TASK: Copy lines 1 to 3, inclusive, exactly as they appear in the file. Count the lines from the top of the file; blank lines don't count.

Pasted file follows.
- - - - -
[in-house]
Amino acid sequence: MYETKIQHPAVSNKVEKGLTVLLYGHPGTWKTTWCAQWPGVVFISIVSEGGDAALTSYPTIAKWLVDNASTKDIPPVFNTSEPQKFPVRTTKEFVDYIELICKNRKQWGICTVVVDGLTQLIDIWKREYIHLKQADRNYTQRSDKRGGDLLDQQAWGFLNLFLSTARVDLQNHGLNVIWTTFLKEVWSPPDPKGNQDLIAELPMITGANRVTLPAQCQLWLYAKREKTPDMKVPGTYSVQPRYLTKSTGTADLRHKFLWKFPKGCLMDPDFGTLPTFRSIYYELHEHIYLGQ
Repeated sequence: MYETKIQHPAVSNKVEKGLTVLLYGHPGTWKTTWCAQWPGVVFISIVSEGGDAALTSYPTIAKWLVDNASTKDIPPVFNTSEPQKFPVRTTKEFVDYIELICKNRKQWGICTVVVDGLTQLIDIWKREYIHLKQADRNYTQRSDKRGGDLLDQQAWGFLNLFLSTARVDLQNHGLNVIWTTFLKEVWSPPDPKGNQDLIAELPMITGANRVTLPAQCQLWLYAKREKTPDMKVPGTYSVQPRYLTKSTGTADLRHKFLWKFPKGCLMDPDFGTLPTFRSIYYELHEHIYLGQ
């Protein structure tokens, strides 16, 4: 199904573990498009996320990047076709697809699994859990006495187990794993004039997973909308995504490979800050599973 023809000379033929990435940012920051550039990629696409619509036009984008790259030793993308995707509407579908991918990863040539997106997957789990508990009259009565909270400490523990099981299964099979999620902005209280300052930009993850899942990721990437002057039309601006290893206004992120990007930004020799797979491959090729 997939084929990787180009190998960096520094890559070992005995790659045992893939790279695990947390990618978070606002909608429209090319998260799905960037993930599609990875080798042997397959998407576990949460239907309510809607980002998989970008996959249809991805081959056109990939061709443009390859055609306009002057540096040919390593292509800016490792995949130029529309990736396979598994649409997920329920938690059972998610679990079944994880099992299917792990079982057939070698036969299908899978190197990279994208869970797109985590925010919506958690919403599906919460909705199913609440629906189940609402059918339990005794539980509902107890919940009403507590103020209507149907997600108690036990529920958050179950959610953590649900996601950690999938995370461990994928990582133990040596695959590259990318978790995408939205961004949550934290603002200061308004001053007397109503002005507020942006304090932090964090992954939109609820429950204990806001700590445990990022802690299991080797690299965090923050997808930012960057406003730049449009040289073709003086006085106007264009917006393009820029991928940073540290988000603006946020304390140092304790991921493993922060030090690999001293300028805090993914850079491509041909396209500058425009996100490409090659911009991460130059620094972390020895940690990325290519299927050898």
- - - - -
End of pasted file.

[in-house]
Amino acid sequence: MYETKIQHPAVSNKVEKGLTVLLYGHPGTWKTTWCAQWPGVVFISIVSEGGDAALTSYPTIAKWLVDNASTKDIPPVFNTSEPQKFPVRTTKEFVDYIELICKNRKQWGICTVVVDGLTQLIDIWKREYIHLKQADRNYTQRSDKRGGDLLDQQAWGFLNLFLSTARVDLQNHGLNVIWTTFLKEVWSPPDPKGNQDLIAELPMITGANRVTLPAQCQLWLYAKREKTPDMKVPGTYSVQPRYLTKSTGTADLRHKFLWKFPKGCLMDPDFGTLPTFRSIYYELHEHIYLGQ
Repeated sequence: MYETKIQHPAVSNKVEKGLTVLLYGHPGTWKTTWCAQWPGVVFISIVSEGGDAALTSYPTIAKWLVDNASTKDIPPVFNTSEPQKFPVRTTKEFVDYIELICKNRKQWGICTVVVDGLTQLIDIWKREYIHLKQADRNYTQRSDKRGGDLLDQQAWGFLNLFLSTARVDLQNHGLNVIWTTFLKEVWSPPDPKGNQDLIAELPMITGANRVTLPAQCQLWLYAKREKTPDMKVPGTYSVQPRYLTKSTGTADLRHKFLWKFPKGCLMDPDFGTLPTFRSIYYELHEHIYLGQ